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Welcome to Gardens to Tables
Growing Lavender Print E-mail
Written by Ali’i Kula Lavender Farm   

Alii Kula LavenderThe Ali’i Kula Lavender Farm knows their stuff when it comes to growing lavender. Located in the cool hills of Kula in Maui’s Upcountry area, the farm has approximately 55,000 lavender plants in 45 different varieties. Here are some of their tips on growing lavender.  

Lavender requires few things to grow well. It likes full sun, needs very little water and is drought tolerant. Lavender likes porous soil preferably on a slope so that the roots do not sit in water.

Lavender likes to be planted facing south - west. Lavender does not require a lot of fertilizer. During the summer, when the temperature goes up and rainfall is less, plants are watered by hand. When growing for maximum essential oil content, the lavender must be given a warm sunny position. Mixing sand with the soil also improves the quality of the plant growth, due to the increased drainage potential.

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Alan's Loosey Goosey Pesto Recipe Print E-mail
Written by Alan Toy   

What to do with a bumper crop of basil? One word: pesto. Here's a great recipe from Alan Toy, one of the gardeners at the Park Drive Community Garden in Santa Monica:

Start with a whole bunch (that's figurative, not a literal bunch) of basil, including perennial types (I use three different varieties, but mostly the really green, annual kind), with the leaves picked from stems (including their own stems if they are large leaves) - at least six ounces or more of plucked leaves.

About a quarter that much cilantro leaves, also picked from their stems

About ten ounces of pine nuts, toasted  (just spread them on a cookie sheet and put in the oven at about 350 for a few minutes.  Don't forget them or they'll burn before you know it.

About 6 ounces of pumpkin seeds, shelled and also toasted  (same method as the pine nuts)

1 - 2 whole heads of garlic, depending on how much you like the stuff - I use two (peeled, of course)

A bottle of extra virgin olive oil, which you'll add throughout - the exact amount you'll use is up to you, but start with a bottle of least 12 ounces

4 - 6 ounces of grated Asiago cheese (Pavilions/Vons has it in bags, ready to go)

Some sea salt (a few pinches)

6 to 8 zip lock baggies

One gallon sized zip lock baggie

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The Tradewinds (with Watermelon) Print E-mail

This cocktail is as cool and refreshing as the prevailing winds.  Matusalem Platino Rum from the Dominican Republic, Marie Brizzard Watermelon, Soho Lychee liqueur, and freshly made sweet and sour.  Shaken and served over ice.

The Tradewinds Recipe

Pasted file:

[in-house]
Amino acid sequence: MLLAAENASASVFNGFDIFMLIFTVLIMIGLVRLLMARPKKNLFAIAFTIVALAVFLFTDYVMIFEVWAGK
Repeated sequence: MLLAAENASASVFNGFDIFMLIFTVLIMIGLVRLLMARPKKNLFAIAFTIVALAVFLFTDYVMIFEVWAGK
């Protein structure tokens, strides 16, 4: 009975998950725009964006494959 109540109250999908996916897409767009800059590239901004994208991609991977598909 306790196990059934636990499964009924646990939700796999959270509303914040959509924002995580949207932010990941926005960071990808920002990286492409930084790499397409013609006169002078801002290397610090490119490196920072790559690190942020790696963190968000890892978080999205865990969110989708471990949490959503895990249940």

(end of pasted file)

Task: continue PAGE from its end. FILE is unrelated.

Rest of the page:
• 1.5 oz Matusalem Platino
  • 1 oz Marie Watermelon
  • Splash of Soho Lychee Liqueur
  • 1 oz Fresh Sween ‘n Sour


Combine all ingredients into cocktail shaker and shake with ice.  Strain and serve into a chilled martini glass.  Garnish with a cube of watermelon and lemon zest.

 
Watermelon-and-Goat-Cheese salad Print E-mail
Written by Ann Shepphird   

If you've ever had to answer the question: what the heck do I do with a 30-pound watermelon when it's not the Fourth of July or another holiday where I'm going to have 10 people to help me eat it? Here's a great recipe for a salad that adds the tartness of onion and basil and the creaminess of goat or feta cheese to the sweetness of the watermelon. Yum.

Watermelon-and-goat-cheese salad

Put a large slice of salted watermelon on a plate, then top with some red onion, goat cheese, basil (I used a little of both lemon and Italian basil) and drizzle with balsamic vinegar and, voila, you’ve got a yummy salad.

There are a lot of variations on this salad. I’ve seen recipes that use lime, other citrus, mint, feta cheese. All are yummy so your favorites will depend on your tastes and, if you’re like me, what you’ve got in the house. 

If you're not into the stacking concept, you can also chop the ingredients and put them in a bowl. Just make sure you get the watermelon, onion, cheese and basil combined into each bite because . . . well, yum. 

 
Cooking with Lavender Print E-mail
Written by Joe Orcutt from the Hood River Lavender Farm   

Hood River Lavender is a collection of three organic lavender farms in the Columbia River Gorge area of Oregon. One of the farms is open to the public for tours and shopping, and hosts the annual Lavender DAZE Festival each July.

Here are some tips from Hood River Lavender's Joe Orcott on using lavender for cooking: Lavender is an herb, and one of the many members of the Mint family. Extremely versatile in cooking, it also adds nice color and garnish to a dish.

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